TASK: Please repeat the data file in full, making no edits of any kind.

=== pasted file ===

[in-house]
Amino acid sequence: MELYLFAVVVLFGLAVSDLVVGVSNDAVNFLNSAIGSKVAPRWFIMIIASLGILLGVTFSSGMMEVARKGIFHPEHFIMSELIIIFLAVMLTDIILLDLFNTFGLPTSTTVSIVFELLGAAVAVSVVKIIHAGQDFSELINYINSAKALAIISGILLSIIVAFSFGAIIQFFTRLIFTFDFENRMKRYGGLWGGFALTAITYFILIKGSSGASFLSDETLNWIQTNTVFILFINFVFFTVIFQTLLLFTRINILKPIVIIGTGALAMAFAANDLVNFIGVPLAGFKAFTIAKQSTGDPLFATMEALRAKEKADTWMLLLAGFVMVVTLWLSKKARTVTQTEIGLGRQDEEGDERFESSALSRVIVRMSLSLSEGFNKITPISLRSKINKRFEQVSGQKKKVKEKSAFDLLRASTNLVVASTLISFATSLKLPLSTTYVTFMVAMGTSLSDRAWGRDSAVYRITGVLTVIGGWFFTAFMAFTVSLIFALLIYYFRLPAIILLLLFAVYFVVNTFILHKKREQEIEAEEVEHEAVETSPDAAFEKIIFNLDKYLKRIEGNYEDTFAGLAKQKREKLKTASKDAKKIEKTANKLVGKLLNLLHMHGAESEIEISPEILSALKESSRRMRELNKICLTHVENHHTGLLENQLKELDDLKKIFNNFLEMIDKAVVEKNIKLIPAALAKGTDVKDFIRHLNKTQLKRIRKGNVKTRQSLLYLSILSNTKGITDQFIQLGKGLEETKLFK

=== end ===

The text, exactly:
[in-house]
Amino acid sequence: MELYLFAVVVLFGLAVSDLVVGVSNDAVNFLNSAIGSKVAPRWFIMIIASLGILLGVTFSSGMMEVARKGIFHPEHFIMSELIIIFLAVMLTDIILLDLFNTFGLPTSTTVSIVFELLGAAVAVSVVKIIHAGQDFSELINYINSAKALAIISGILLSIIVAFSFGAIIQFFTRLIFTFDFENRMKRYGGLWGGFALTAITYFILIKGSSGASFLSDETLNWIQTNTVFILFINFVFFTVIFQTLLLFTRINILKPIVIIGTGALAMAFAANDLVNFIGVPLAGFKAFTIAKQSTGDPLFATMEALRAKEKADTWMLLLAGFVMVVTLWLSKKARTVTQTEIGLGRQDEEGDERFESSALSRVIVRMSLSLSEGFNKITPISLRSKINKRFEQVSGQKKKVKEKSAFDLLRASTNLVVASTLISFATSLKLPLSTTYVTFMVAMGTSLSDRAWGRDSAVYRITGVLTVIGGWFFTAFMAFTVSLIFALLIYYFRLPAIILLLLFAVYFVVNTFILHKKREQEIEAEEVEHEAVETSPDAAFEKIIFNLDKYLKRIEGNYEDTFAGLAKQKREKLKTASKDAKKIEKTANKLVGKLLNLLHMHGAESEIEISPEILSALKESSRRMRELNKICLTHVENHHTGLLENQLKELDDLKKIFNNFLEMIDKAVVEKNIKLIPAALAKGTDVKDFIRHLNKTQLKRIRKGNVKTRQSLLYLSILSNTKGITDQFIQLGKGLEETKLFK